Wills, Trusts & Estates Prof Blog

Editor: Gerry W. Beyer
Texas Tech Univ. School of Law

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Monday, June 15, 2015

French Regulator Pressures Google To Apply ‘Right To Be Forgotten’ Globally

GoogleA French date collection regulator is pressuring Google to expand globally a right to be forgotten.  Google currently grants de-listing requests to European users.  “In May last year, the European Court of Justice ruled that European residents can ask search engines to delete results that turn up under a search for their name when they are out of date, irrelevant or inflammatory - the so-called right to be forgotten.”  EU watchdogs are currently pushing Google to implement a global policy that would give users the right to be forgotten.  Google is currently working with regulators to try to find the best way to comply with these recent regulatory decisions. 

See Leila Abboud and Julia Fioretti, Update 2-French watchdog pressures Google on “right to be forgotten,” Reuters, June 12, 2015.

June 15, 2015 in Current Affairs, Estate Planning - Generally, Technology, Web/Tech | Permalink | Comments (0)

Tuesday, May 12, 2015

California Assembly Passes Bill to Protect Digital Assets

Digital assetsIn today’s age of widespread social media and communication, California lawmakers are trying to address what happens to one’s digital life when they die.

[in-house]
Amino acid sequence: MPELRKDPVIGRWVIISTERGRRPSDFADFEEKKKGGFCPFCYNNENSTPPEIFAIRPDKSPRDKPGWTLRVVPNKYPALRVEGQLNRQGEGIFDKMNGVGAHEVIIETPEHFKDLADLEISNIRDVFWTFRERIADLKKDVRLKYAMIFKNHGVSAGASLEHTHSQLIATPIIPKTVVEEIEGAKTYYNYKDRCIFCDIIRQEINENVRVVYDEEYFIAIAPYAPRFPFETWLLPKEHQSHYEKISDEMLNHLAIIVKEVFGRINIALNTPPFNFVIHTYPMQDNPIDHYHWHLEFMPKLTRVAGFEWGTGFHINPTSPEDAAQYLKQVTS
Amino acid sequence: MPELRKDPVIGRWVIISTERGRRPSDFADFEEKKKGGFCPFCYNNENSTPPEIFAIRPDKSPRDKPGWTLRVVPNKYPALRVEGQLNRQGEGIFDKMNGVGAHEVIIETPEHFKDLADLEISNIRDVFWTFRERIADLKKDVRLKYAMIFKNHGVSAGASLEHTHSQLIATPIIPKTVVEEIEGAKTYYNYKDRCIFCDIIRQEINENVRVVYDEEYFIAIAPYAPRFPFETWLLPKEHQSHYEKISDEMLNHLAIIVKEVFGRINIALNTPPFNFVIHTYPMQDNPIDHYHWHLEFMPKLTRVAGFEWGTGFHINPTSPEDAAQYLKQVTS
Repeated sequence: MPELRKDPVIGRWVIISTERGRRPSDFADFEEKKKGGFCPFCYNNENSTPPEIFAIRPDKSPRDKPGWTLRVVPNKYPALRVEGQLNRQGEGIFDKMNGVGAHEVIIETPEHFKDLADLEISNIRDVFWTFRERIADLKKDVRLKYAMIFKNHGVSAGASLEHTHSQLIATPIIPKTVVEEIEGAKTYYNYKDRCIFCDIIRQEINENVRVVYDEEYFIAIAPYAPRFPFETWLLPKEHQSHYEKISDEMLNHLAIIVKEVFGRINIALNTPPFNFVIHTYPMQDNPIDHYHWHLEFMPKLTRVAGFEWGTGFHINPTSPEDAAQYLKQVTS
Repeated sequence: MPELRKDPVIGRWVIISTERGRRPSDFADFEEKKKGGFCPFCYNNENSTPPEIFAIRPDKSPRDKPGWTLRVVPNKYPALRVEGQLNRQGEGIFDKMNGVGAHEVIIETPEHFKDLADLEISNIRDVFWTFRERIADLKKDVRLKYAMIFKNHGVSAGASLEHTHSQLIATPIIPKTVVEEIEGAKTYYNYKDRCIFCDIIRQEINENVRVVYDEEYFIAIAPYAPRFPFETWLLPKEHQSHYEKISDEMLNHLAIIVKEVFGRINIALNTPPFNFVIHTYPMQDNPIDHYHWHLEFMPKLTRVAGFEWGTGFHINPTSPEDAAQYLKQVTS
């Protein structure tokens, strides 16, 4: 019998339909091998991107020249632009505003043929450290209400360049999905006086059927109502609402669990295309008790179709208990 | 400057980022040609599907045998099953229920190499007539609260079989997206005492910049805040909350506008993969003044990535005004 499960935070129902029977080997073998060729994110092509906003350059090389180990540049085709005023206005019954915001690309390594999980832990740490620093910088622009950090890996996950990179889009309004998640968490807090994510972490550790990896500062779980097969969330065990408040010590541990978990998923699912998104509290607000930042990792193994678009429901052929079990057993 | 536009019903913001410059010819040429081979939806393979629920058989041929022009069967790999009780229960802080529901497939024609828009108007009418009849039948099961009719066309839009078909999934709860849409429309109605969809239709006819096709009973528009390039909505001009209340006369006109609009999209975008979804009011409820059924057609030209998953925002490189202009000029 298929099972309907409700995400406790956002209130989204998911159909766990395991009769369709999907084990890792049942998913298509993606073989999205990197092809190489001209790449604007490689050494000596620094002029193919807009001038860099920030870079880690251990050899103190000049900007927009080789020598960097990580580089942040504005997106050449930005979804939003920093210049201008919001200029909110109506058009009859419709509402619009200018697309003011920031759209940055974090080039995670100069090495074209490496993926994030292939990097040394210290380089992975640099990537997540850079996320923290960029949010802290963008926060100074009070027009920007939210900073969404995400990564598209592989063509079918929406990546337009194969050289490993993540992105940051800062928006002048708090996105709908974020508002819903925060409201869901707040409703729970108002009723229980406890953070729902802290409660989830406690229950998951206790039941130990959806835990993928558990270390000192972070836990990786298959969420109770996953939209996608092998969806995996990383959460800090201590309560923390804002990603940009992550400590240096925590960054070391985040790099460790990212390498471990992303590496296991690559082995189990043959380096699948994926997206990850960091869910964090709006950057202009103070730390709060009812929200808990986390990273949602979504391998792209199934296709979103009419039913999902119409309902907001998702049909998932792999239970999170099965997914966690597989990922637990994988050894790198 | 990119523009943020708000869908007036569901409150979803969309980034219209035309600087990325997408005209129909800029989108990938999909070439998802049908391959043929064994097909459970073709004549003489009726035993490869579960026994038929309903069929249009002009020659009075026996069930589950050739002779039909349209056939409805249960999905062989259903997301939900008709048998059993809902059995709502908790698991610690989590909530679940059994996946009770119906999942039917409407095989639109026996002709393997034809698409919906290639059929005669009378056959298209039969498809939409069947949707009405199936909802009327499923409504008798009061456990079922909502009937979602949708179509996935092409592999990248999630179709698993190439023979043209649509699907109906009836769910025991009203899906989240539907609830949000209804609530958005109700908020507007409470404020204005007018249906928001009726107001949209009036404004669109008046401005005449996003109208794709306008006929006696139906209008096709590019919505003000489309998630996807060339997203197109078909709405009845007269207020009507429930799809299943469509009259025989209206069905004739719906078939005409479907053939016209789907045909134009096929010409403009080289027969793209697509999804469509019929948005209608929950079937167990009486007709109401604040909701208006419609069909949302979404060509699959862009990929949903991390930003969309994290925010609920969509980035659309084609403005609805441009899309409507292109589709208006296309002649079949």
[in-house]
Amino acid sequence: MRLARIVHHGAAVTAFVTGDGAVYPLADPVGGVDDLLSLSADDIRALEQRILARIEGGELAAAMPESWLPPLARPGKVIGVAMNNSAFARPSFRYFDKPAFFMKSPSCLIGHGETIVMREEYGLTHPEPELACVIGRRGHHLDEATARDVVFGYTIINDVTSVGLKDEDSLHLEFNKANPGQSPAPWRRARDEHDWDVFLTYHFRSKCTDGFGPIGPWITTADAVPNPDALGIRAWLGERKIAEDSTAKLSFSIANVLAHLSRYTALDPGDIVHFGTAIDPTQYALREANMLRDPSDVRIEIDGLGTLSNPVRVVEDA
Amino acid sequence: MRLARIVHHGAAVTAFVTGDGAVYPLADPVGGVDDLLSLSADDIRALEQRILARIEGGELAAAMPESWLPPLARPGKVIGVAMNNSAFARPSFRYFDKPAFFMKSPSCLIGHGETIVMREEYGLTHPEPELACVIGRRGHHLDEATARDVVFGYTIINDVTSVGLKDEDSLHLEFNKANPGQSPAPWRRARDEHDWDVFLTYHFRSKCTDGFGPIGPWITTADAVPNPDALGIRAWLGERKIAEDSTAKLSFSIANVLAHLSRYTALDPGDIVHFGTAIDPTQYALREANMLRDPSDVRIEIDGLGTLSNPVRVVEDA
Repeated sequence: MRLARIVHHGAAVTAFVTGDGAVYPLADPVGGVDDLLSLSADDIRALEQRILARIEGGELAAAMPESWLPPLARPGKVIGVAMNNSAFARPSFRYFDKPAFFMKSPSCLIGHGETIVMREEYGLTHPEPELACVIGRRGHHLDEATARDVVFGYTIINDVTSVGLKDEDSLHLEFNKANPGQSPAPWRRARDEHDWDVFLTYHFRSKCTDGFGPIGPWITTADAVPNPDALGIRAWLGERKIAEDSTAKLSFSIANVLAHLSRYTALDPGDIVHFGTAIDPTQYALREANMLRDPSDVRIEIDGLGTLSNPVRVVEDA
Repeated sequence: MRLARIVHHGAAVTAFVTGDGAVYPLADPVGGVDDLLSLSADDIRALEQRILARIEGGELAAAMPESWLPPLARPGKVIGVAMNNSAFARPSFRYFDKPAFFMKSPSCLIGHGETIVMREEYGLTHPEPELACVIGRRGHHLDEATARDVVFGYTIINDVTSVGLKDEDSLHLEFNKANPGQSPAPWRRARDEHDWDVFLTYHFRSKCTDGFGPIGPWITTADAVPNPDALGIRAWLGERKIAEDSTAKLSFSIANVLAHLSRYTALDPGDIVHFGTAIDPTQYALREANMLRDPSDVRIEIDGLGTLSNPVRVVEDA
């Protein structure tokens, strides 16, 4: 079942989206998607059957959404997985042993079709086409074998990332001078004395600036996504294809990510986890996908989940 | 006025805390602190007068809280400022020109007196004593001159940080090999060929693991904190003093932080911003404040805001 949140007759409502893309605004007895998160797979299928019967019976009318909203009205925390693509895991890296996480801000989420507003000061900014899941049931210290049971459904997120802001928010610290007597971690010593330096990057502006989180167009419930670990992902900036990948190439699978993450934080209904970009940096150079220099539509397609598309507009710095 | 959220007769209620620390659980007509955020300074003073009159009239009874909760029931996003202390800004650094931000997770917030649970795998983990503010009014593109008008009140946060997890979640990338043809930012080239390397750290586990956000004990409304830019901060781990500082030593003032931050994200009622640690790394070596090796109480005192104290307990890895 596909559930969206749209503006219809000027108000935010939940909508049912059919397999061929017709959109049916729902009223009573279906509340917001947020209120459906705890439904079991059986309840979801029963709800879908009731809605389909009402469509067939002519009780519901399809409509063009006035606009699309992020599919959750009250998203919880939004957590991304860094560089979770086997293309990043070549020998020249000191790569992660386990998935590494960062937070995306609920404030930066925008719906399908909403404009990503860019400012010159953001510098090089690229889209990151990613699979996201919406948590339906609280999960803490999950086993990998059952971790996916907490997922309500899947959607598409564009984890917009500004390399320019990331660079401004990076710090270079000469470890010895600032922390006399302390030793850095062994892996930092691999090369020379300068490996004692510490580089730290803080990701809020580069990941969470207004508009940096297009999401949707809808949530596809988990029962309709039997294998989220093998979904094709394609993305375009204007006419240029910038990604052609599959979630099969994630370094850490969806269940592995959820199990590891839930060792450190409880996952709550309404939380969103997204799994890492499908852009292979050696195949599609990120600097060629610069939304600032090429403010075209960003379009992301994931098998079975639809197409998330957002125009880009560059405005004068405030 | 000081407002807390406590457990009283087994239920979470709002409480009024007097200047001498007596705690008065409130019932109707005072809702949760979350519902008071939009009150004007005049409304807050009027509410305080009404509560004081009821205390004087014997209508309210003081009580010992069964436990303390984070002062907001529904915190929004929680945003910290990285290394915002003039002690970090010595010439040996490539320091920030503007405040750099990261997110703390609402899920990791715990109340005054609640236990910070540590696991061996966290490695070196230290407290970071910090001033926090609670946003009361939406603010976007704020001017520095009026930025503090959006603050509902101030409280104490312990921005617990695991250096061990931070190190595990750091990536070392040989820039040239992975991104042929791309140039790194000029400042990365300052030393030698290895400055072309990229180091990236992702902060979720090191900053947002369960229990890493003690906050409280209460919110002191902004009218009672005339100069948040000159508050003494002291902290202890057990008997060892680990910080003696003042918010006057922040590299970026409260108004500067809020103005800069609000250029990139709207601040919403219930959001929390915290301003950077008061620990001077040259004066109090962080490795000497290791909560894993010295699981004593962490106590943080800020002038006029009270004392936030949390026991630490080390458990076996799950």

Yesterday, the state assembly approved a bill that would give guidelines for judges to follow before they could order electronic providers to turn over electronic information to the executor or administrator of an estate.  The bill, AB691, attempts to strike a balance between privacy and allowing estate administrators access digital accounts to resolve estate issues.  The bill will now go to the Senate for approval.

See Associated Press, Social Media Protected After Death Under California Bill, News 3, May 11, 2015.

Special thanks to Brian Cohan (Attorney at Law, Law Offices of Brian J. Cohan, P.C.) for bringing this article to my attention.

May 12, 2015 in Estate Administration, Estate Planning - Generally, Technology, Web/Tech | Permalink | Comments (0) | TrackBack (0)

Friday, May 8, 2015

Don't Forget the Reward Points

PlaneMany individuals accrue reward points through credit card, hotel, and airline programs, such as frequent flier miles. These accounts should be added to the list cataloging one's digital assets, and who gets the points after the program member's death should be included in the person's will.

Even though many airlines have written policies that clearly state miles cannot be transferred at death, exceptions are sometimes made. Both United and Delta allow for some flexibility in applying the transfer policy, and may allow transfer of miles after death or divorce. The take away here is that it does not hurt to politely ask even if the rewards program has a clear prohibition on transfer.

See Deborah L. Jacobs, Loyalty Program Rules Aren't Ironclad, New York Times, May 6, 2015.

May 8, 2015 in Estate Planning - Generally, Web/Tech | Permalink | Comments (0) | TrackBack (0)

Wednesday, May 6, 2015

Blog Suggestion: Dean Mead Trusts & Estates Blog